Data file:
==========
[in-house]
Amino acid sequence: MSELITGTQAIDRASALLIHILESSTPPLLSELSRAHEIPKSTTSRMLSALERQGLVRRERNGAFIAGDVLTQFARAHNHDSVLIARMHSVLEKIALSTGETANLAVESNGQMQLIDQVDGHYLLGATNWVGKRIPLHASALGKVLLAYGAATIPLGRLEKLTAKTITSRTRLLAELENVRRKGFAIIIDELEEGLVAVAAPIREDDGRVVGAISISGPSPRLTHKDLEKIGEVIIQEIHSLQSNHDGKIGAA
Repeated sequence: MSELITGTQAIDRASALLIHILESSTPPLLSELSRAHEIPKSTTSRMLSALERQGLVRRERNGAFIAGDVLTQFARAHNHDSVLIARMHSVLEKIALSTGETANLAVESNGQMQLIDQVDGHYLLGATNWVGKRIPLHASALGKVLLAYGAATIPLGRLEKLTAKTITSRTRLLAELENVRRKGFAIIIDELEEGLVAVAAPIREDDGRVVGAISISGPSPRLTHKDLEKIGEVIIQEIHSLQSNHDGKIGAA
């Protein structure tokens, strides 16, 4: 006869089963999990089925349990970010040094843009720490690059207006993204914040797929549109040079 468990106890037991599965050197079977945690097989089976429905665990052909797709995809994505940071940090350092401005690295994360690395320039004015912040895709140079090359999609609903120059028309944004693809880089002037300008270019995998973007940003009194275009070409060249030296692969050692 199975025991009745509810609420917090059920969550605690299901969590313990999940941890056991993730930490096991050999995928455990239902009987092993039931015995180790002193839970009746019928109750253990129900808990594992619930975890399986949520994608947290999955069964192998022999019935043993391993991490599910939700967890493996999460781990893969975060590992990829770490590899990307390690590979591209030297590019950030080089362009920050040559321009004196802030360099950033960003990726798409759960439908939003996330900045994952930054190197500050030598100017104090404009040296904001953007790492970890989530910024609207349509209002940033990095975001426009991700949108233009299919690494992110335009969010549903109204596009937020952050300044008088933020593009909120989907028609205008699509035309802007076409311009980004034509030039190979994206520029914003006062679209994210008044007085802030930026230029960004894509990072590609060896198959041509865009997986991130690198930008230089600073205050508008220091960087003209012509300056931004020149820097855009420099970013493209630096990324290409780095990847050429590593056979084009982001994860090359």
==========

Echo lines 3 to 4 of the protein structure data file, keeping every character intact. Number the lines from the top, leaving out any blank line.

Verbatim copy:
Repeated sequence: MSELITGTQAIDRASALLIHILESSTPPLLSELSRAHEIPKSTTSRMLSALERQGLVRRERNGAFIAGDVLTQFARAHNHDSVLIARMHSVLEKIALSTGETANLAVESNGQMQLIDQVDGHYLLGATNWVGKRIPLHASALGKVLLAYGAATIPLGRLEKLTAKTITSRTRLLAELENVRRKGFAIIIDELEEGLVAVAAPIREDDGRVVGAISISGPSPRLTHKDLEKIGEVIIQEIHSLQSNHDGKIGAA
């Protein structure tokens, strides 16, 4: 006869089963999990089925349990970010040094843009720490690059207006993204914040797929549109040079 468990106890037991599965050197079977945690097989089976429905665990052909797709995809994505940071940090350092401005690295994360690395320039004015912040895709140079090359999609609903120059028309944004693809880089002037300008270019995998973007940003009194275009070409060249030296692969050692 199975025991009745509810609420917090059920969550605690299901969590313990999940941890056991993730930490096991050999995928455990239902009987092993039931015995180790002193839970009746019928109750253990129900808990594992619930975890399986949520994608947290999955069964192998022999019935043993391993991490599910939700967890493996999460781990893969975060590992990829770490590899990307390690590979591209030297590019950030080089362009920050040559321009004196802030360099950033960003990726798409759960439908939003996330900045994952930054190197500050030598100017104090404009040296904001953007790492970890989530910024609207349509209002940033990095975001426009991700949108233009299919690494992110335009969010549903109204596009937020952050300044008088933020593009909120989907028609205008699509035309802007076409311009980004034509030039190979994206520029914003006062679209994210008044007085802030930026230029960004894509990072590609060896198959041509865009997986991130690198930008230089600073205050508008220091960087003209012509300056931004020149820097855009420099970013493209630096990324290409780095990847050429590593056979084009982001994860090359």